Hong Kong-based photographer Alexander Safonov shoots incredible underwater photographs showing scenes teeming with marine life.
A software engineer by trade, he obtained a diving license back in 2002 and began to experiment with underwater photography starting in 2004. In 2006 he picked up his first DSLR.
While he has traveled to locations all across the world for his images (places like the Cocos Island, Fiji, Galapagos and Raja Ampat), his favorite destination is the annual sardine run off the coast of South Africa, where massive balls of sardines float around like clouds of meat, and sharks and dolphins congregate to eat. Safonov’s photographs often capture wide angle views of these frenzied feedings.
He writes that any photographer looking to photograph underwater predators should seek out one of these “bait balls”, since you have a good chance of having more up-close encounters during a short dive than “the average diver sees during a life time.” Here’s his description:
What is the sardine run all about? It is huge school of sardines, some estimate 15 km long, migrating along the Wild Coast every year at winter for the reasons not completely understood by science yet. The school usually stays pretty deep, in the 40-60m range.
Dolphins are responsible for separating small portions of these gigantic schools into smaller ones called bait balls and pushing them to the shallow water where they are more comfortable with hunting. Various species of sharks take advantage of this opportunity presented to them by dolphins, since it is believed that moving pattern and density of big school disorients them, making feeding on the big school difficult — this is one of the reasons why bait fish always instinctively groups together then threatened.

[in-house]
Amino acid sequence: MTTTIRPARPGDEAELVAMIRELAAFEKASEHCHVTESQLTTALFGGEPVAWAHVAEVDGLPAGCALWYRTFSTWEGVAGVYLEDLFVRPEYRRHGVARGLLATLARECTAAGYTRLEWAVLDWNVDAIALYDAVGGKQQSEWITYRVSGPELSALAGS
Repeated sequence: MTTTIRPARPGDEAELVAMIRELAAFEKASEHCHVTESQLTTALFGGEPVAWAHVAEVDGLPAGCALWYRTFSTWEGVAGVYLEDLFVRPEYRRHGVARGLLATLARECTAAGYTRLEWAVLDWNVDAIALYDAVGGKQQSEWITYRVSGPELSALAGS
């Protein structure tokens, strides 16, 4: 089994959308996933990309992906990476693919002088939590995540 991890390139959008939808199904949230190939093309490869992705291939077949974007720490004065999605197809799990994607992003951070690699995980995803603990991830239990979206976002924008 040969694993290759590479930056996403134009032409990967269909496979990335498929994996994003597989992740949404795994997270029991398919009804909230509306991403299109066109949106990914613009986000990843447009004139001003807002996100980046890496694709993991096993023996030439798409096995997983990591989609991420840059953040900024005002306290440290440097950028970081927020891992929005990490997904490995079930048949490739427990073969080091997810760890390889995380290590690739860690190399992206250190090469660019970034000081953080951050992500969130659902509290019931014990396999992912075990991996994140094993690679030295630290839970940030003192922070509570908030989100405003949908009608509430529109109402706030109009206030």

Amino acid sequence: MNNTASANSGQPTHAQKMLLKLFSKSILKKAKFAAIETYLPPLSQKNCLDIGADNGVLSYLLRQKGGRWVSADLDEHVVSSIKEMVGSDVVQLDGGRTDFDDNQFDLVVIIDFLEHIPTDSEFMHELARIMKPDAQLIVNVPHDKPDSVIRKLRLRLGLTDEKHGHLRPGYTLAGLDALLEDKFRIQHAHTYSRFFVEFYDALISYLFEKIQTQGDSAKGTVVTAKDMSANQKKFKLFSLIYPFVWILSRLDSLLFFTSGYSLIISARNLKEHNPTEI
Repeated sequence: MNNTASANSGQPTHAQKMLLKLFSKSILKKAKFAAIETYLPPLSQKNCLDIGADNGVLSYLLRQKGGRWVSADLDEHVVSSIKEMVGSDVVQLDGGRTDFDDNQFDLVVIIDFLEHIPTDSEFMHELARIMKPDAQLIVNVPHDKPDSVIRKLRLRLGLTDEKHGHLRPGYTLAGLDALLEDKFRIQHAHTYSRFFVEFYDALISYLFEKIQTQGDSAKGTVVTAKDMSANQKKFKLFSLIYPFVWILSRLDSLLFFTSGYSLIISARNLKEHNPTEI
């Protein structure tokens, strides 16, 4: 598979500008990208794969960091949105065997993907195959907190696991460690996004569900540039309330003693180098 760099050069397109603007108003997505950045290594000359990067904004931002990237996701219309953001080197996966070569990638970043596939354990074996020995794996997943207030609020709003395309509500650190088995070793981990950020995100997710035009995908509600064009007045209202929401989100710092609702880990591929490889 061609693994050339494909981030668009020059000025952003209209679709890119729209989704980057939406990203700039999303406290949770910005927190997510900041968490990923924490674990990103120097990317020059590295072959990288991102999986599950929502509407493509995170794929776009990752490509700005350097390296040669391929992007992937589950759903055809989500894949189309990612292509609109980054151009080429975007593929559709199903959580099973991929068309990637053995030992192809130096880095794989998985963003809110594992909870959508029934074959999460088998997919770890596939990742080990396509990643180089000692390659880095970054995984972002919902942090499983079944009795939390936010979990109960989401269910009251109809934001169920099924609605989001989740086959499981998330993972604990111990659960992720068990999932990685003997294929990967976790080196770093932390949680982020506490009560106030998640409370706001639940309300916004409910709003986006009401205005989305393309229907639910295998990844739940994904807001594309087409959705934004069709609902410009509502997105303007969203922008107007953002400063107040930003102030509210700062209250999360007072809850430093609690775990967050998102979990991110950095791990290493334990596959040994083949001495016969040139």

Birds, usually covering big distances in the search of solitary fish in shallow water arrive in huge flocks and take advantage of these generous opportunities too. Game fish, like tuna and sailfish join this frenzy. Ultimately there are bryde’s whales, capable of feeding on sardines, too. Result is unique hunting collaboration and feeding competition between different species, which is not only one of the most spectacular natural events on the planet but also puzzle box full of unanswered questions for the science.
Image credits: Photographs by Alexander Safonov and used with permission